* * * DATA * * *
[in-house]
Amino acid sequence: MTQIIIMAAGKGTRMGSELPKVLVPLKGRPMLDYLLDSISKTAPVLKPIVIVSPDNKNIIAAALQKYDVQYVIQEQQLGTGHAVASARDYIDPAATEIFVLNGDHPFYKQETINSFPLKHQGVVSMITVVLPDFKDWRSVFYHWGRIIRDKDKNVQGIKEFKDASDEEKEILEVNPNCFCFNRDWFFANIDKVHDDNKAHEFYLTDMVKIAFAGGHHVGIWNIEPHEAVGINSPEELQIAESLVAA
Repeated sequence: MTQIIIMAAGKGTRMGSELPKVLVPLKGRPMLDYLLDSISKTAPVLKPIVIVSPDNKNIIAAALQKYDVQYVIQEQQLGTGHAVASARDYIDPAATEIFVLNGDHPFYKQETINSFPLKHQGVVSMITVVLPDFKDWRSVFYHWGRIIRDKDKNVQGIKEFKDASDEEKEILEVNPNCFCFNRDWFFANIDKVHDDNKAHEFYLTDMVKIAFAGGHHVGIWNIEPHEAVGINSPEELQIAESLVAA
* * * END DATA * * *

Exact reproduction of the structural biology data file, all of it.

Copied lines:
[in-house]
Amino acid sequence: MTQIIIMAAGKGTRMGSELPKVLVPLKGRPMLDYLLDSISKTAPVLKPIVIVSPDNKNIIAAALQKYDVQYVIQEQQLGTGHAVASARDYIDPAATEIFVLNGDHPFYKQETINSFPLKHQGVVSMITVVLPDFKDWRSVFYHWGRIIRDKDKNVQGIKEFKDASDEEKEILEVNPNCFCFNRDWFFANIDKVHDDNKAHEFYLTDMVKIAFAGGHHVGIWNIEPHEAVGINSPEELQIAESLVAA
Repeated sequence: MTQIIIMAAGKGTRMGSELPKVLVPLKGRPMLDYLLDSISKTAPVLKPIVIVSPDNKNIIAAALQKYDVQYVIQEQQLGTGHAVASARDYIDPAATEIFVLNGDHPFYKQETINSFPLKHQGVVSMITVVLPDFKDWRSVFYHWGRIIRDKDKNVQGIKEFKDASDEEKEILEVNPNCFCFNRDWFFANIDKVHDDNKAHEFYLTDMVKIAFAGGHHVGIWNIEPHEAVGINSPEELQIAESLVAA